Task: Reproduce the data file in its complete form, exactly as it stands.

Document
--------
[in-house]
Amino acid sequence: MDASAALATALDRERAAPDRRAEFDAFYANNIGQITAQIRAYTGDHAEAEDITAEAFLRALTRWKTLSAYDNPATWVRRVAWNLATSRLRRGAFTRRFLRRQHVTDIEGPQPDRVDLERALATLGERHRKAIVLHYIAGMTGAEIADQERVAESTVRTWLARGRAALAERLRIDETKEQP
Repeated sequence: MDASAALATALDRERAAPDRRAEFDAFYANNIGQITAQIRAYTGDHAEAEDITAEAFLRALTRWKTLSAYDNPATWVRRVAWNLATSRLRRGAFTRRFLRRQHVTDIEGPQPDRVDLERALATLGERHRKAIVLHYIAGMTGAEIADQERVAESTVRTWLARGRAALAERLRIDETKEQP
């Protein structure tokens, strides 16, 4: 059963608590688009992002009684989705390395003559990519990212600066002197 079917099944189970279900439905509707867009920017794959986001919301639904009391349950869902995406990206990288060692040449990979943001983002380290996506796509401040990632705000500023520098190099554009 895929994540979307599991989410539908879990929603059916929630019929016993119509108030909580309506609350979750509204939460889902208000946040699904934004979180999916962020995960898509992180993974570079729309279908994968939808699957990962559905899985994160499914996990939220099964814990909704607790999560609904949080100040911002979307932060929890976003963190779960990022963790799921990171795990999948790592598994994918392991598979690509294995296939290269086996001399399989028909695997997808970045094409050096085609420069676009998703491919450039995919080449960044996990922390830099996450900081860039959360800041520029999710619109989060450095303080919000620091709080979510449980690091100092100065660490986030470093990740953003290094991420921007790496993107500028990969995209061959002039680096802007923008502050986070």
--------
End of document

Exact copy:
[in-house]
Amino acid sequence: MDASAALATALDRERAAPDRRAEFDAFYANNIGQITAQIRAYTGDHAEAEDITAEAFLRALTRWKTLSAYDNPATWVRRVAWNLATSRLRRGAFTRRFLRRQHVTDIEGPQPDRVDLERALATLGERHRKAIVLHYIAGMTGAEIADQERVAESTVRTWLARGRAALAERLRIDETKEQP
Repeated sequence: MDASAALATALDRERAAPDRRAEFDAFYANNIGQITAQIRAYTGDHAEAEDITAEAFLRALTRWKTLSAYDNPATWVRRVAWNLATSRLRRGAFTRRFLRRQHVTDIEGPQPDRVDLERALATLGERHRKAIVLHYIAGMTGAEIADQERVAESTVRTWLARGRAALAERLRIDETKEQP
């Protein structure tokens, strides 16, 4: 059963608590688009992002009684989705390395003559990519990212600066002197 079917099944189970279900439905509707867009920017794959986001919301639904009391349950869902995406990206990288060692040449990979943001983002380290996506796509401040990632705000500023520098190099554009 895929994540979307599991989410539908879990929603059916929630019929016993119509108030909580309506609350979750509204939460889902208000946040699904934004979180999916962020995960898509992180993974570079729309279908994968939808699957990962559905899985994160499914996990939220099964814990909704607790999560609904949080100040911002979307932060929890976003963190779960990022963790799921990171795990999948790592598994994918392991598979690509294995296939290269086996001399399989028909695997997808970045094409050096085609420069676009998703491919450039995919080449960044996990922390830099996450900081860039959360800041520029999710619109989060450095303080919000620091709080979510449980690091100092100065660490986030470093990740953003290094991420921007790496993107500028990969995209061959002039680096802007923008502050986070």